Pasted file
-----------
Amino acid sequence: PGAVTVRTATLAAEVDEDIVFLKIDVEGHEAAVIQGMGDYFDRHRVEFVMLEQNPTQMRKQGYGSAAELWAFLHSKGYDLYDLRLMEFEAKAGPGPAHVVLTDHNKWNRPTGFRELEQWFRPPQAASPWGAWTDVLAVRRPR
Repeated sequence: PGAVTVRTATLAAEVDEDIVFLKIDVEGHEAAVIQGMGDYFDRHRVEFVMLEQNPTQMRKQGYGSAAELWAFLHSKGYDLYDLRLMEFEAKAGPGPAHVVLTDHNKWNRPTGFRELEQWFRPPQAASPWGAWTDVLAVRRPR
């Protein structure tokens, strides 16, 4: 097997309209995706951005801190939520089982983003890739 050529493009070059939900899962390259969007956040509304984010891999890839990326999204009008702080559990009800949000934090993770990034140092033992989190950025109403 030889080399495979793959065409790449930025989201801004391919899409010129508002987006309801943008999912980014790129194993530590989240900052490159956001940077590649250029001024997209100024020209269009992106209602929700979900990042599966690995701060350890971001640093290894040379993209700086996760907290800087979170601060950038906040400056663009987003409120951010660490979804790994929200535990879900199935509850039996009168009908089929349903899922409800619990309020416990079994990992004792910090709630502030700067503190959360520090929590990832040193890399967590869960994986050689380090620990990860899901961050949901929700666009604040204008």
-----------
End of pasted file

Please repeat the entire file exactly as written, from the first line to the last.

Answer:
Amino acid sequence: PGAVTVRTATLAAEVDEDIVFLKIDVEGHEAAVIQGMGDYFDRHRVEFVMLEQNPTQMRKQGYGSAAELWAFLHSKGYDLYDLRLMEFEAKAGPGPAHVVLTDHNKWNRPTGFRELEQWFRPPQAASPWGAWTDVLAVRRPR
Repeated sequence: PGAVTVRTATLAAEVDEDIVFLKIDVEGHEAAVIQGMGDYFDRHRVEFVMLEQNPTQMRKQGYGSAAELWAFLHSKGYDLYDLRLMEFEAKAGPGPAHVVLTDHNKWNRPTGFRELEQWFRPPQAASPWGAWTDVLAVRRPR
């Protein structure tokens, strides 16, 4: 097997309209995706951005801190939520089982983003890739 050529493009070059939900899962390259969007956040509304984010891999890839990326999204009008702080559990009800949000934090993770990034140092033992989190950025109403 030889080399495979793959065409790449930025989201801004391919899409010129508002987006309801943008999912980014790129194993530590989240900052490159956001940077590649250029001024997209100024020209269009992106209602929700979900990042599966690995701060350890971001640093290894040379993209700086996760907290800087979170601060950038906040400056663009987003409120951010660490979804790994929200535990879900199935509850039996009168009908089929349903899922409800619990309020416990079994990992004792910090709630502030700067503190959360520090929590990832040193890399967590869960994986050689380090620990990860899901961050949901929700666009604040204008």